Most people this day and age are sure to appreciate the numerous amenities that cities have come to provide for us, but there are times where I really wish I lived further from them. It seems that much of city life, and in fact modern living in general, seeks to separate us not just from each other, but from the natural world in which we live. While I’ve not spent as much time out in the wilderness as I’d like, I have had the privilege to be out in some of the most beautiful places in the country.
Having seen just a few of these places, they are still some of my most cherished memories. It also seems only fitting that the best views of the cosmos from our little blue dot, are from some of the most magnificent places that are still virtually untouched by modern society. I doubt I’m the first to postulate it, but it seems we can best know something by immersing ourself in it.
My time spent in the woods, on the shores or above the tree line are when I most feel myself. It’s a wonderful thing to be able to see nature in such a way. It makes it all the more challenging to live in the midwest. There aren’t any mountains nearby to scale, something I have developed a taste for on our recent trips. And, the landscapes are hard to capture without man’s fingerprints all over them.
We recently returned from a trip to Utah. We were fulfilling a promise we’d made to ourselves on our first trip out West. I remember it well. On our first long road trip, we had planned to go to Las Vegas and enjoy the shows and city and such. While the shows were good, and the city was fine, we were still lost in what we had seen along the way. This was the first time either of us had been through the mountains of Colorado and the canyons of Utah. So at about 4am on our last day in Vegas, we packed up, checked out and headed for the Grand Canyon! There are many stories to be told about this adventure, but before I deviate too much, we made it to the Grand Canyon and as I’m sure most people are when they first see it, we were speechless. We knew when we got there that we wouldn’t be able to linger long, as we’d also realized during the rerouting of our trip home, that Arches National Park was not that far off our new route and we just might be able to make it there in time for the sunset.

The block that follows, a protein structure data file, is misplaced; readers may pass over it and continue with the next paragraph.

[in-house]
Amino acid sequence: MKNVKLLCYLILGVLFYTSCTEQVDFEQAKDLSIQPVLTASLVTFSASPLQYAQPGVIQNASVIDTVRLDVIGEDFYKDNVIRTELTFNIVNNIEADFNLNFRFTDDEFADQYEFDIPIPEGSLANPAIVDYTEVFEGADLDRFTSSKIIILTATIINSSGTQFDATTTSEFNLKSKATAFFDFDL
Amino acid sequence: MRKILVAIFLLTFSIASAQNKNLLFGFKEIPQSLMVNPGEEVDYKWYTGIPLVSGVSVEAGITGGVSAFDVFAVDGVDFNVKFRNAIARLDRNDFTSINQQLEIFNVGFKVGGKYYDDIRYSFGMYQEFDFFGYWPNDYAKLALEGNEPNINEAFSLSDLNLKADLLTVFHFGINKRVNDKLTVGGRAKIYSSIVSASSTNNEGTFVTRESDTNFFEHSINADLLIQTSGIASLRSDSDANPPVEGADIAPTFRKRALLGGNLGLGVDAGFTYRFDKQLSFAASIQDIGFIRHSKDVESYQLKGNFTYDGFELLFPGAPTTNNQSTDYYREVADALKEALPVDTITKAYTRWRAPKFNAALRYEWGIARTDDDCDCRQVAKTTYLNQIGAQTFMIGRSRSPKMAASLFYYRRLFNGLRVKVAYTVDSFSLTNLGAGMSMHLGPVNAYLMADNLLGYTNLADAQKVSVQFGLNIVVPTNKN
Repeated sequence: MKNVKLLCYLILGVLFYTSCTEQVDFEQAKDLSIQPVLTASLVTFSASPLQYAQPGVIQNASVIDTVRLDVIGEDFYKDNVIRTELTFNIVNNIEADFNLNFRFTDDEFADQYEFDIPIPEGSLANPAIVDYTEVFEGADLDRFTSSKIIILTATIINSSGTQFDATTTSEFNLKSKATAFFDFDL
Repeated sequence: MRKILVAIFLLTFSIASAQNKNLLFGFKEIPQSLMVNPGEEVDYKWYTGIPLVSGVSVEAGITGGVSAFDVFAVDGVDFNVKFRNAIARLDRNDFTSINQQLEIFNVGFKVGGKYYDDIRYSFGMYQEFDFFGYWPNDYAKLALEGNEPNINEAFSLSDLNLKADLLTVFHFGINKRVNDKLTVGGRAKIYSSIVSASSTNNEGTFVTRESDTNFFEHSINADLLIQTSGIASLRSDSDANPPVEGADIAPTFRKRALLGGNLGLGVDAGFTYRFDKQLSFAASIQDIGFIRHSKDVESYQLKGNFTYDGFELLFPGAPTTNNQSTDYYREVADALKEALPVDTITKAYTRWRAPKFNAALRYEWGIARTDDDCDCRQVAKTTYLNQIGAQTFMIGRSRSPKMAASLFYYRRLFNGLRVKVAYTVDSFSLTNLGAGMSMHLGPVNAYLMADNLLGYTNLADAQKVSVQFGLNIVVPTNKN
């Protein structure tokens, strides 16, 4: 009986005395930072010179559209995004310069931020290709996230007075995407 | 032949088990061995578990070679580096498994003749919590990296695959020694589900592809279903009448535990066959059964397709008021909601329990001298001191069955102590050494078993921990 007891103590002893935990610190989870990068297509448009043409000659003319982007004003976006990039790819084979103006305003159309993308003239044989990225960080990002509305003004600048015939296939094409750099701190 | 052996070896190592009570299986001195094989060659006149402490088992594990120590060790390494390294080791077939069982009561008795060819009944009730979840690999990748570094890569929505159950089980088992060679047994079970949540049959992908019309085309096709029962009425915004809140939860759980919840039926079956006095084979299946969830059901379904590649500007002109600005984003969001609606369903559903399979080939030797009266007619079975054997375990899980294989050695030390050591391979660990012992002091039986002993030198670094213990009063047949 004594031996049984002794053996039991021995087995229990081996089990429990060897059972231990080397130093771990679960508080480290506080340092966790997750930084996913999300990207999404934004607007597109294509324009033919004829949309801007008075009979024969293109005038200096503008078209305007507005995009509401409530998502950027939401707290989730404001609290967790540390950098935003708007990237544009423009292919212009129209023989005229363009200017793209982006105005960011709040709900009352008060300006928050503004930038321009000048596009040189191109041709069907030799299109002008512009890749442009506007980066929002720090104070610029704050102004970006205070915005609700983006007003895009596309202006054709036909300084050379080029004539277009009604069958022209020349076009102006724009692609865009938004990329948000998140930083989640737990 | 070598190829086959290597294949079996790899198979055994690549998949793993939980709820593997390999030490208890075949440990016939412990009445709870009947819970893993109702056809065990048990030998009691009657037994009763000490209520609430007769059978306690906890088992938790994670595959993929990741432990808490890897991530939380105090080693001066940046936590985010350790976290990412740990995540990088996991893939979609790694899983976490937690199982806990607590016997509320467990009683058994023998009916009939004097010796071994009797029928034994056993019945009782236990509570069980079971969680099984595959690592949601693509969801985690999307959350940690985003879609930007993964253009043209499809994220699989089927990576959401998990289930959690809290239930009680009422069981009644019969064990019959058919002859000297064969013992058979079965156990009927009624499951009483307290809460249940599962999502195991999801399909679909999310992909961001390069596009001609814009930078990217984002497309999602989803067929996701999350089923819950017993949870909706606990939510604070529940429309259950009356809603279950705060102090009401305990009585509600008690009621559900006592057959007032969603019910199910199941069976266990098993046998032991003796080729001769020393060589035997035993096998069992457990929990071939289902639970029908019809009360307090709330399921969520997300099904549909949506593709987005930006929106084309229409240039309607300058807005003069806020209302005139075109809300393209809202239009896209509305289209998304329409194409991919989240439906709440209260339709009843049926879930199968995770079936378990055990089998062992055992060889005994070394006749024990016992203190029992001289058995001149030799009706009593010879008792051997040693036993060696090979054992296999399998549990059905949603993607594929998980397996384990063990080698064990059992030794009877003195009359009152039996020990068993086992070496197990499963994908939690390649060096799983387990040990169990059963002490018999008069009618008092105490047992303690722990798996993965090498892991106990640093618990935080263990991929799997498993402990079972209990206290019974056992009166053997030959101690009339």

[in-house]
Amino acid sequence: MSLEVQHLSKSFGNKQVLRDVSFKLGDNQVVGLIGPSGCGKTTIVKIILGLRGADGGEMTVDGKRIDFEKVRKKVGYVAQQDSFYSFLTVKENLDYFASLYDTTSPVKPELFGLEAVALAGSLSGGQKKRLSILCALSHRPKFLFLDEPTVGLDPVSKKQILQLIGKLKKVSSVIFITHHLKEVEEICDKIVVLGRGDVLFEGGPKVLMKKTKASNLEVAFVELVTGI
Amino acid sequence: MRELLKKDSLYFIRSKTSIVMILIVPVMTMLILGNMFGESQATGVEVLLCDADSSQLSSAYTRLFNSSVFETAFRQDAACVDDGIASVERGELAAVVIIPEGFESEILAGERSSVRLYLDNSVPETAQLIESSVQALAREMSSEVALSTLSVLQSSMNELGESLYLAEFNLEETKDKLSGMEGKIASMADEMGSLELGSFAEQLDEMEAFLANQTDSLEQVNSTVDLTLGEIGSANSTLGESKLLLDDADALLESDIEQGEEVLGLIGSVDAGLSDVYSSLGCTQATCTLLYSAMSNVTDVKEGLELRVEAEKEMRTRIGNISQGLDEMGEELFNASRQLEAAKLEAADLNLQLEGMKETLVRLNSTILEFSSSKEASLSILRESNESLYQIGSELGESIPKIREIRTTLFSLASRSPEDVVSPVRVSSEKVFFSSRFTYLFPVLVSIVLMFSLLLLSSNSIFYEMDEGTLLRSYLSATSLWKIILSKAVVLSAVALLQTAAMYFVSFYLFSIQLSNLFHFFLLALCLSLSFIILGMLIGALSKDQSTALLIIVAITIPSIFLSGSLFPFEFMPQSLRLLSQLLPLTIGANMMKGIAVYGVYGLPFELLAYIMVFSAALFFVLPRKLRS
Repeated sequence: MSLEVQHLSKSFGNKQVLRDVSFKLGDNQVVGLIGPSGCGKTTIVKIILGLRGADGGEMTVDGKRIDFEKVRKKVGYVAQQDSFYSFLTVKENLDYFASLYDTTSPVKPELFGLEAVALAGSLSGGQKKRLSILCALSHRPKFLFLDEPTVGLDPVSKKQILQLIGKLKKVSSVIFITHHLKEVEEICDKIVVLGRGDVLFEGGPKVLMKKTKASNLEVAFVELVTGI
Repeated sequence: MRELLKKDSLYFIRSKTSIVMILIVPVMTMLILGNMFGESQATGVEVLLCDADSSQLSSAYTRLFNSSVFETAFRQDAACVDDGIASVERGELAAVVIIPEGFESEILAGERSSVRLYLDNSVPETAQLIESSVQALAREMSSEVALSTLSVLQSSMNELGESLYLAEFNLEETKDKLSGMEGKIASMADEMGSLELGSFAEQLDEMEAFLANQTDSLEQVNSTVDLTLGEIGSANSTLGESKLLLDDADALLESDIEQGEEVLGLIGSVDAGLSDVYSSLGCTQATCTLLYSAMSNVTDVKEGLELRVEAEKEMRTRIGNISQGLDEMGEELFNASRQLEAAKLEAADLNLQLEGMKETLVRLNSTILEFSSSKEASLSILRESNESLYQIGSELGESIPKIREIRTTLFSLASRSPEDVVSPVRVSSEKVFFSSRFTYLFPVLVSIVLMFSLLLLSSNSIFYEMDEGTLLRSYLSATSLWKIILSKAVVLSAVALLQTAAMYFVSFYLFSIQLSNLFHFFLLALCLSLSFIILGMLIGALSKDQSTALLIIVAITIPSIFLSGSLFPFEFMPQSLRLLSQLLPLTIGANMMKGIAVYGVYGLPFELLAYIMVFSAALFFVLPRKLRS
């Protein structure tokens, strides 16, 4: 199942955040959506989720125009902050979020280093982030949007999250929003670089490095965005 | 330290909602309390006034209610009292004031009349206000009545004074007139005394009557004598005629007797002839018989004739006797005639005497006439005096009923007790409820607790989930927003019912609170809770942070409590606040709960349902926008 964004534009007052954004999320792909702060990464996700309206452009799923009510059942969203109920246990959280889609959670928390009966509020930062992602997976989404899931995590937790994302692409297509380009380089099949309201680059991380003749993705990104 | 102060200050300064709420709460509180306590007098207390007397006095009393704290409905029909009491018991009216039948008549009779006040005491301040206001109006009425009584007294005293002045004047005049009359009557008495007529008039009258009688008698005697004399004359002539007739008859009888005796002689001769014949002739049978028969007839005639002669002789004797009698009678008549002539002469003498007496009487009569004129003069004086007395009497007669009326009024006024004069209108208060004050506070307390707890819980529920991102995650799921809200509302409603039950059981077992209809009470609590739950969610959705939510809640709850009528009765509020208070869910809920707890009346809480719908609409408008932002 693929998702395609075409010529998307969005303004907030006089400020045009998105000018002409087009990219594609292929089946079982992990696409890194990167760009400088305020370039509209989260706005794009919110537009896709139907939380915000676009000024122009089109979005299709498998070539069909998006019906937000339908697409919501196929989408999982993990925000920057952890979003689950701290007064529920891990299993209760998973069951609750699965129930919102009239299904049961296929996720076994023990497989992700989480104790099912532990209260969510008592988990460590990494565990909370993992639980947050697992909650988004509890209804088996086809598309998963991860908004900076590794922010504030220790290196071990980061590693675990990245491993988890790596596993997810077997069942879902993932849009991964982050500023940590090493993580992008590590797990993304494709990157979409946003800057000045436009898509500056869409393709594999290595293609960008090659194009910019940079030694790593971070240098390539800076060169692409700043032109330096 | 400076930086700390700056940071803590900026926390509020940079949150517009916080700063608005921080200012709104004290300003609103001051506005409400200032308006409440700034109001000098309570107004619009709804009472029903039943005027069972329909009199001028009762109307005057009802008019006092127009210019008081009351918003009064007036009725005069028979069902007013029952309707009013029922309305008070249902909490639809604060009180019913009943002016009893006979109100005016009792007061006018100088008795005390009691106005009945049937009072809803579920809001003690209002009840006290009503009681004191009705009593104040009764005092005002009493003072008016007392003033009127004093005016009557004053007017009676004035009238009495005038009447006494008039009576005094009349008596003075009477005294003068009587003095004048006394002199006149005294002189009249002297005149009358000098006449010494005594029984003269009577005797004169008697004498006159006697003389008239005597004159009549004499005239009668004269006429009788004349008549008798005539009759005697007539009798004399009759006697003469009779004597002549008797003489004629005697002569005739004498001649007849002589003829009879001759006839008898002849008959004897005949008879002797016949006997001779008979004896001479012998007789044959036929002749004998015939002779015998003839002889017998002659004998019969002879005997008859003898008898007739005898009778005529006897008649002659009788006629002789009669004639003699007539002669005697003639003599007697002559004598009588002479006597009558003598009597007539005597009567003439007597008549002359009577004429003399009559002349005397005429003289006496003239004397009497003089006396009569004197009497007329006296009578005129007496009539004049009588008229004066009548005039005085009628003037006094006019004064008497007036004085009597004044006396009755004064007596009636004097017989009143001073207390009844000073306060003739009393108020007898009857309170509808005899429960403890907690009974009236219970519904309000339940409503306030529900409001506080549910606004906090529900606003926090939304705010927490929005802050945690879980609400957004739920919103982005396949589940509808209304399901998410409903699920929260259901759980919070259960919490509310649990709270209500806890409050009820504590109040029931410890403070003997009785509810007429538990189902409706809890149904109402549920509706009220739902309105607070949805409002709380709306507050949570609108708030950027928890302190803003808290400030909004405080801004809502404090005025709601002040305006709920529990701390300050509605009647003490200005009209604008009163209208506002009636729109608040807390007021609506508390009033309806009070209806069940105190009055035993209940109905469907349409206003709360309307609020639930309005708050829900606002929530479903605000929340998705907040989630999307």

So, after managing to keep myself from pulling off at every overlook, we were back on the road, later than expected and further away than we’d like to have been. With a quick check of the weather report, we soon realized that sunset was going to very closely coincide with our arrival time. Despite our best efforts and perhaps questionable adherence to the speed limits (most of which were already 70-75 mph), we arrived just as the light had faded. We were able to drive through the park, though it was difficult to see much. It was then that we promised ourselves that we would return. It took over 3 years for the opportunity to present itself, and even then it almost didn’t, I’m thankful that we made the trip.
With every trip we take, I come to appreciate nature more. And though I sometimes quibble about the average landscapes of the midwest, I try to appreciate nature in all forms that it takes. Perhaps our average landscapes and seemingly non diverse wildlife are more an effect of man’s presence than anything else.
For most of my life, I’ve only known the night skies of the midwest. They simply cannot compare to those in the high deserts of Utah or the plains of Montana or the Dakotas.
And the landscapes, while beautiful in their own right, do not compare to those of the Rocky Mountains or the Canyon’s of the Colorado River.
I am anxious to return to the West, to the mountains.